Motopony and Southwest Airlines had came up with a bold, innovative and interesting way to have an alternating concert venue: have the band fly to four cities, in the same day, while performing acoustic sets at each respective terminal. After you finished this marathon of sorts, which experience was more exhausting: flying from city to city or performing so many times throughout the day? How did the band maintain their energy from show one to show four?

The fuel is in the faces of the people who receive you, and snap out of the ordinary for a moment to speak to the strangers around them. Flying takes a lot of energy, and so does playing shows. This was somehow a delight the whole way. I mean, when was the last time you had a party on an airplane? When we were done, people were up out of their seats and *gasp* actually talking to each other. All smiles and unguarded and released from convention. I was in heaven in the heavens.

 

The video for “King of Diamonds” is so sad, atmospheric and yet hopeful. What was the mood when you guys were shooting the video, and what was your mood after the first time you watched the completed product?

This song keeps changing meanings on me. It found me, has come through me to the band and through us to the director and through him and some cinema back to my eyes. My mood was ‘acid trip’ when we were shooting the vid. I had never been to Vegas and I had never walked through crowds of people in a fur coat singing along to my own music with a camera crew. I felt like a Persian princess. When I watch it I desperately wanted to meet my blood father Dean Morrison and hear his life story. His mother was a gambler by profession. He grew up between Vegas and Hollywood.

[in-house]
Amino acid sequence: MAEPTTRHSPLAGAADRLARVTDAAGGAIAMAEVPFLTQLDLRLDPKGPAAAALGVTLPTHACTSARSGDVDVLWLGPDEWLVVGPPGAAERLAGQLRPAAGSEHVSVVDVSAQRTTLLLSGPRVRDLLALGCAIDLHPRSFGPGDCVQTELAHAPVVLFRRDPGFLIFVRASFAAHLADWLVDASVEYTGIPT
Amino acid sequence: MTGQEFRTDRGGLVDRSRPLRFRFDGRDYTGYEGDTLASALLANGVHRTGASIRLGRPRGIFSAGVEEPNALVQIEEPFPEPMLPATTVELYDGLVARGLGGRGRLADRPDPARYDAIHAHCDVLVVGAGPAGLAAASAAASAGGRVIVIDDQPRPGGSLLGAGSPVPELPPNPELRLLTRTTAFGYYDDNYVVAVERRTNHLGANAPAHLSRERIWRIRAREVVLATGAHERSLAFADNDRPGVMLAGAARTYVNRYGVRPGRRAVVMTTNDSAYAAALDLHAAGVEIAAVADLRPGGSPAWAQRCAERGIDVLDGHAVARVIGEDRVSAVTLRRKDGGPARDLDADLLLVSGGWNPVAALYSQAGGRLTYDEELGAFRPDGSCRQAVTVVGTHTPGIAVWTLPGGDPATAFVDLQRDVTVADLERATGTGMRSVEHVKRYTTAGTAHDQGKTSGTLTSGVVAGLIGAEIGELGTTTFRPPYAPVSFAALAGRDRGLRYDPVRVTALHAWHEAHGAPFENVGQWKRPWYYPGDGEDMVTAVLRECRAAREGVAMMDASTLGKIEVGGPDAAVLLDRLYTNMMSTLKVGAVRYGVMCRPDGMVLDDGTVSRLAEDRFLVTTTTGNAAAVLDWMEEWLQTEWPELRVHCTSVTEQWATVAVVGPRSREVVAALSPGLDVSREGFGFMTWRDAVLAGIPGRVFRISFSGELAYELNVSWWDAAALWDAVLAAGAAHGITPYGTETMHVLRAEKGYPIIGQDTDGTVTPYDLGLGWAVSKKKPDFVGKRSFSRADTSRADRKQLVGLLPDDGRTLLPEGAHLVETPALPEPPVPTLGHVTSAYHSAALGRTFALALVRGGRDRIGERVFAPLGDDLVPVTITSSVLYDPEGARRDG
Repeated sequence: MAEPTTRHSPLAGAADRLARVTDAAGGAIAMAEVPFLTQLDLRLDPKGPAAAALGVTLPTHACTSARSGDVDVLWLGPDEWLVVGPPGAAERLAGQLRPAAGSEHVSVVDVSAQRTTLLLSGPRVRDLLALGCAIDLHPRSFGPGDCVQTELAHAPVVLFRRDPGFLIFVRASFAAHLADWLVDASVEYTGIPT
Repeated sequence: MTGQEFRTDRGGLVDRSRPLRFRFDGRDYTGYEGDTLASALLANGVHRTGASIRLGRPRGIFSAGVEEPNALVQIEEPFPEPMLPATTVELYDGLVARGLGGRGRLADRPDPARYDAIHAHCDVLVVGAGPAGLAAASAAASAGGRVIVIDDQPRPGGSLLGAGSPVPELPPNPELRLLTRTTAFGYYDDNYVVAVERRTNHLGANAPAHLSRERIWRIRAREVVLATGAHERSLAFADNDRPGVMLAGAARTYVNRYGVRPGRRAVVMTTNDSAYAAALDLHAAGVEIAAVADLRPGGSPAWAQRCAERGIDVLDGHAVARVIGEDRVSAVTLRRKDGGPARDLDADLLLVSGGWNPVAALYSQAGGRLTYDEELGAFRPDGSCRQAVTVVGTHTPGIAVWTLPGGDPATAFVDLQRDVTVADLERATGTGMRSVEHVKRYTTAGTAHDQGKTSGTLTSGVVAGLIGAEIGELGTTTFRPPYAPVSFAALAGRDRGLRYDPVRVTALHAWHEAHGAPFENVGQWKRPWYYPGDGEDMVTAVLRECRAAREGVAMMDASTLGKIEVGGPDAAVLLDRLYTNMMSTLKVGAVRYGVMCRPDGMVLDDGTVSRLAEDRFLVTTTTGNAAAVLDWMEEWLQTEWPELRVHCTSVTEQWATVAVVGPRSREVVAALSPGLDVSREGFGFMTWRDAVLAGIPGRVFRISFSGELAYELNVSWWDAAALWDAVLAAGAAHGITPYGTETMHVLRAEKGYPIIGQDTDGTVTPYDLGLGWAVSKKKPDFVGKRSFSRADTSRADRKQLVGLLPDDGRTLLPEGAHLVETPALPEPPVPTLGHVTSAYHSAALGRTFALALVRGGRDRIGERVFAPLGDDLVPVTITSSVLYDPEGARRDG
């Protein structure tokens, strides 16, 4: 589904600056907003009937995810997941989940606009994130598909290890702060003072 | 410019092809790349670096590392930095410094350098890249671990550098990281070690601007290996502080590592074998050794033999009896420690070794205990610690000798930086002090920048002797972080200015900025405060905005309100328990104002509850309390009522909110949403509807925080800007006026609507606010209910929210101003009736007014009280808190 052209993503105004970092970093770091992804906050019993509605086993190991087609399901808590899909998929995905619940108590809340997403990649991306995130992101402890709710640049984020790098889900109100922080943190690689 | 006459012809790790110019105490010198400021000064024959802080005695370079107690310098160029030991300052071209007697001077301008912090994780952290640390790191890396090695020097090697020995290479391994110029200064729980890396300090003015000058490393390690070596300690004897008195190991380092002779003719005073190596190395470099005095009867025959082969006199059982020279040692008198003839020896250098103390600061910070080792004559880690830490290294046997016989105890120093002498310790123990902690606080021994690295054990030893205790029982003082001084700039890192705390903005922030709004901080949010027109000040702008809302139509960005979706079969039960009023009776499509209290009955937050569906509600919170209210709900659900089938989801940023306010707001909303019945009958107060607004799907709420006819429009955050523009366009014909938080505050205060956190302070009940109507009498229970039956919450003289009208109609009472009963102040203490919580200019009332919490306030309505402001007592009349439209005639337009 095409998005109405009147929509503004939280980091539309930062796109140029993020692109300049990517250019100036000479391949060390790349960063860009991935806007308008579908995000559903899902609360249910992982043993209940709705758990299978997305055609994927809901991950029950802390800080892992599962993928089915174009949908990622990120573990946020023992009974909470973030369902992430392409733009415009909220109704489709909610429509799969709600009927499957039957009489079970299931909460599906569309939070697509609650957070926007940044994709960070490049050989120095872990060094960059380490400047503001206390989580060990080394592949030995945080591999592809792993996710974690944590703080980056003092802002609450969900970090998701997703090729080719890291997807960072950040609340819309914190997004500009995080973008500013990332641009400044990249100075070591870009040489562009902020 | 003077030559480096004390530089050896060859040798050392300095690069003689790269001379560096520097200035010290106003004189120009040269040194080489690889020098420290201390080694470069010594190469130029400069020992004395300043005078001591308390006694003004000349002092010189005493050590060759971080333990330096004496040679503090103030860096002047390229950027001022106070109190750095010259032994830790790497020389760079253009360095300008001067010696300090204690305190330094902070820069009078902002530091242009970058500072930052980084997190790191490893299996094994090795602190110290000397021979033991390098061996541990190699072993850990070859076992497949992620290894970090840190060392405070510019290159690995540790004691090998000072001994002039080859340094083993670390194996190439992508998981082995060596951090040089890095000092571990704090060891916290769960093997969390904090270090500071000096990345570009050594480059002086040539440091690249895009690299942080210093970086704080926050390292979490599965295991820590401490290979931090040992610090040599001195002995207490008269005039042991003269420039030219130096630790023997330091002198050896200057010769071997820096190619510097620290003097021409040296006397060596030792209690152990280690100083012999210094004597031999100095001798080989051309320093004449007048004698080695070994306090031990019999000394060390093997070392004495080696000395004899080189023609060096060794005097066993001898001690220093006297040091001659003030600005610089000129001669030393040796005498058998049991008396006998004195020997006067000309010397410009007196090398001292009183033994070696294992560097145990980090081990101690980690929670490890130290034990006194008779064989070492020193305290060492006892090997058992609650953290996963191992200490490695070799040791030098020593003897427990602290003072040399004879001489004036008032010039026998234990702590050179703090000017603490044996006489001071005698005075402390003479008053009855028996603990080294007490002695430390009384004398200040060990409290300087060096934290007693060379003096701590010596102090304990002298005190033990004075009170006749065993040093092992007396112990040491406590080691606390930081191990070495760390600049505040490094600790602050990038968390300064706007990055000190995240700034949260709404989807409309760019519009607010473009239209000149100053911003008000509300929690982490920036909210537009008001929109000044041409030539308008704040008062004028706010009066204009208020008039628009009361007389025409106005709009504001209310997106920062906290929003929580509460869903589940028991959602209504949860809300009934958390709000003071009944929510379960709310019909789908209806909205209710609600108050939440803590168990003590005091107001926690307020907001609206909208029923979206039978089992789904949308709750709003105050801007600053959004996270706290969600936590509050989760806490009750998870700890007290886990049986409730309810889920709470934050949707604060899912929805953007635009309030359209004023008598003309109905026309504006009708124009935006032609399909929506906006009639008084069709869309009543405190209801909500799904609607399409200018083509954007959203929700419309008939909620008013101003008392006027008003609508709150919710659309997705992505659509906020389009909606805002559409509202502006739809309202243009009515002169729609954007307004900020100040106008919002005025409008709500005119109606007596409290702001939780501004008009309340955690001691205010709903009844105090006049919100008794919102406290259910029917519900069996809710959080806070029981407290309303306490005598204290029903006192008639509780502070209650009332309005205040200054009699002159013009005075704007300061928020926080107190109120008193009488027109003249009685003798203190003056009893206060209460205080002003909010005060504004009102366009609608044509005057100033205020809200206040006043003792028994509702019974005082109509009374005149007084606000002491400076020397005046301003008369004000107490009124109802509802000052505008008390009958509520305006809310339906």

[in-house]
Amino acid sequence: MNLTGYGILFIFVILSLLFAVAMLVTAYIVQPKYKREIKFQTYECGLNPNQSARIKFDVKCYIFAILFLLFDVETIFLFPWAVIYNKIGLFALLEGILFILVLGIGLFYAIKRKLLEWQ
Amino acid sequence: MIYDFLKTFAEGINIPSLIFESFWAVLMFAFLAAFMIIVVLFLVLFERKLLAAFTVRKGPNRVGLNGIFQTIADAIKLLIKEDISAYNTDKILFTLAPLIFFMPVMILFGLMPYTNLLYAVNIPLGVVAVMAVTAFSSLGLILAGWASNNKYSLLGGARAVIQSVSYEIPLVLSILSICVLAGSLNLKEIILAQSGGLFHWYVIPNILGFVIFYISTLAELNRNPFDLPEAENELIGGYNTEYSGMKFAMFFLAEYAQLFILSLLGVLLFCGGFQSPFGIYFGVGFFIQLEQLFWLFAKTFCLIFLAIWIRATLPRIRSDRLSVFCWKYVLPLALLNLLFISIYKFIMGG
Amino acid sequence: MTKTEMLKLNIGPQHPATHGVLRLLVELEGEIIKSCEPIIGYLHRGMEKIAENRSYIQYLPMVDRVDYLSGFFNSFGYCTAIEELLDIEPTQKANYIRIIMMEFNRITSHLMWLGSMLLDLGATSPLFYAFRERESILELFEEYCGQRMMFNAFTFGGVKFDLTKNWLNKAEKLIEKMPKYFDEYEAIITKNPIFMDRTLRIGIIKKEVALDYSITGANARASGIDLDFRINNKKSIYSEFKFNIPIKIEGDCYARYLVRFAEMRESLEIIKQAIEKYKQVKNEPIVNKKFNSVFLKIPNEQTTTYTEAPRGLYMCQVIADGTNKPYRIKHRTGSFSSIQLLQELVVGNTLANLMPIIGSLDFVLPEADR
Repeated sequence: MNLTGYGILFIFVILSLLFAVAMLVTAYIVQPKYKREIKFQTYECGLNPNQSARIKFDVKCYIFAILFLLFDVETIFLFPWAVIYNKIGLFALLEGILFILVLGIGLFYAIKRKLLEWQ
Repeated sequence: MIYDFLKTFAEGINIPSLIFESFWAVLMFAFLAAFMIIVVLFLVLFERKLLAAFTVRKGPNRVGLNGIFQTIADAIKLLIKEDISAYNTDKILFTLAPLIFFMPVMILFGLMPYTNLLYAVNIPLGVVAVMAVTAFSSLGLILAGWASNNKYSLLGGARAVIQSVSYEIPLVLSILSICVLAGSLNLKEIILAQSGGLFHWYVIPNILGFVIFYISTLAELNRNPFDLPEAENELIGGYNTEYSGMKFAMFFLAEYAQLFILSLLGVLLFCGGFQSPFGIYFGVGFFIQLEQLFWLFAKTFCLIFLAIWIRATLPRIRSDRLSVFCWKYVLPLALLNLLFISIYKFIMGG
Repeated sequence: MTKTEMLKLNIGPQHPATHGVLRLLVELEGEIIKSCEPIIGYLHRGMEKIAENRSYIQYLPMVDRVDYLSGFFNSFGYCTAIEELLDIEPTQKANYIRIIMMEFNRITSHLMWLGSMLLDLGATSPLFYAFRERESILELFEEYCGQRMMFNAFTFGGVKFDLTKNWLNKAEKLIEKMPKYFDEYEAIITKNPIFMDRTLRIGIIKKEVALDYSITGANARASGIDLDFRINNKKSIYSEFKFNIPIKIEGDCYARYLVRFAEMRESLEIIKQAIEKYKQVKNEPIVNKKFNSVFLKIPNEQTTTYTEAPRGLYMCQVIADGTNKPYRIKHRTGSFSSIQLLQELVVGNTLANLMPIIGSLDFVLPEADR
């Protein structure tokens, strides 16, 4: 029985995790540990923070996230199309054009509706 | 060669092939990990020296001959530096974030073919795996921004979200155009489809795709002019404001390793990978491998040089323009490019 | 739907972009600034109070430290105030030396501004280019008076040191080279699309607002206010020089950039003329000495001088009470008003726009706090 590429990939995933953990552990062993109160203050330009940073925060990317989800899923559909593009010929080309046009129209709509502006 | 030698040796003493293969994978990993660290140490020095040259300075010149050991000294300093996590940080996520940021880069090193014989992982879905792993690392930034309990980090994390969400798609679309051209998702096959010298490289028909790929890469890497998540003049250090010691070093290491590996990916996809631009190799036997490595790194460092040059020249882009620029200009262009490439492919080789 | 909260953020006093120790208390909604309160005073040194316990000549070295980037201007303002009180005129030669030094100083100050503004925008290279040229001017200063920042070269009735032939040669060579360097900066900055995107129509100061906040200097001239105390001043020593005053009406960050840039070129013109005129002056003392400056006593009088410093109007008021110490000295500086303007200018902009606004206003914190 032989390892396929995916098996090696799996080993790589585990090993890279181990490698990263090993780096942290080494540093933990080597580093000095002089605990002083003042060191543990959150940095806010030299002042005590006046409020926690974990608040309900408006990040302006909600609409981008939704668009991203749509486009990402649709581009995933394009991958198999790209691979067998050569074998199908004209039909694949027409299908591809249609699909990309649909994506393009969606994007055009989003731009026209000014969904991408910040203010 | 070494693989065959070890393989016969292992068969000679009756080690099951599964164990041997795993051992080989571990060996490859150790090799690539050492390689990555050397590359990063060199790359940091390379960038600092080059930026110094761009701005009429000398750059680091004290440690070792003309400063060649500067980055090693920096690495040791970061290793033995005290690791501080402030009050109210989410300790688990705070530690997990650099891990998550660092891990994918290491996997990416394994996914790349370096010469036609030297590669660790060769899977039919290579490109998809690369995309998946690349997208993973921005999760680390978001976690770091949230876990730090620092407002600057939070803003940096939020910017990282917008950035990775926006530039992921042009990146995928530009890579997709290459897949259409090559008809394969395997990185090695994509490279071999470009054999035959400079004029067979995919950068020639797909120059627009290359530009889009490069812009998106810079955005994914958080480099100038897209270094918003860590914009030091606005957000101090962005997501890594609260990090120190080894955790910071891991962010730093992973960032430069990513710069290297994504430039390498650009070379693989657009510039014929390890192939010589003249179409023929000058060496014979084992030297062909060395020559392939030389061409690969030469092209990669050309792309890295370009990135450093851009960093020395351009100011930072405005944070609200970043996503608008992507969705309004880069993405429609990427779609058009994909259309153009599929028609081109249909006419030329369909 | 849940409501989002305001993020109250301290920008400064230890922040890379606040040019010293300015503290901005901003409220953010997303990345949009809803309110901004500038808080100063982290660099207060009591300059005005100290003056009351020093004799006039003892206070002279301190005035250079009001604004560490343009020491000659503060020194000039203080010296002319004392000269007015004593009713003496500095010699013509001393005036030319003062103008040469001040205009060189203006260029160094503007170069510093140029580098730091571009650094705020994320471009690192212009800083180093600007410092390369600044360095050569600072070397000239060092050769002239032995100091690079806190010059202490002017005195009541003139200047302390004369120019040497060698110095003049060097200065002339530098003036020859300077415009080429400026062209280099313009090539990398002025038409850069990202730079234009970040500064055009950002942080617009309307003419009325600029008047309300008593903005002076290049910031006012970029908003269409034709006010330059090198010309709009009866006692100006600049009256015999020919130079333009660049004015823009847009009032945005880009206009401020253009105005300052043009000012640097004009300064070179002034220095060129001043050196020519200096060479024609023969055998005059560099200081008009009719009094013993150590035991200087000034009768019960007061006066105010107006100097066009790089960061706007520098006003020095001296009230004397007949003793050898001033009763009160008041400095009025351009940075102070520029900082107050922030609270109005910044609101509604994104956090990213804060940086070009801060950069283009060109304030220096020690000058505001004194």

Artistic mediums often bleed into one another. Have movies ever influenced you in any way when creating music? What are some of your favorite films?

The Fantastic Mr. Fox is my current favorite. Most everything by Wes Anderson. I love Bill Murray like an uncle, I want to make him dinner. Cinema is all encompassing as an art form. I wasn’t allowed to watch much tv and movies growing up, so in my adult life they have enthralled me. They take over my whole body and I forget myself, much like the first time I heard Nirvana or Radiohead. Totally and utterly captivated. This also happens to me at the Opera and at the ballet. I am very inspired by all of these art forms. They make me want to work.

 

Tell us a moment when you were most proud, up to this point in your career, as an artist.

Once I conceived and hosted a “fashion show” in Tacoma that grew into this monster of an arts celebration. We asked ballet dancers to be our models, worked with a jazz band and a local theater. My best friend directed and choreographed a bit of drama. There were sets and makeup and filming. We had like 30 artists all together working out the same show, all gratis, and then EVERYONE came. Young, old, rich, poor, I saw a cross section of our townspeople all watching the show with glee on their faces. I felt like the most genuine artistic creature in the world because we had created a commerce free all-inclusive moment of community.

 

Check out Motopony’s tunes at their official website; stay connected to what’s happening with the band on their Facebook page; and see some of their live material at their YouTube spot.

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Author: Rob Patrick

A member of the San Diego Film Critics Society, Rob created Cinema Spartan after he stepped down as the editor of a weekly. He has written for The East County Californian, The Alpine Sun, The East County Herald, The San Diego Entertainer, and the San Diego Reader. He has also introduced films with the Pacific Arts Movement. He co-owns two dire wolves, Buckley and Ruffin. At any given time, he can tell you superfluous hockey statistics. He is the chancellor of Tapatio, an advocate of iced tea, and an owner of at least 70 pairs of Vans.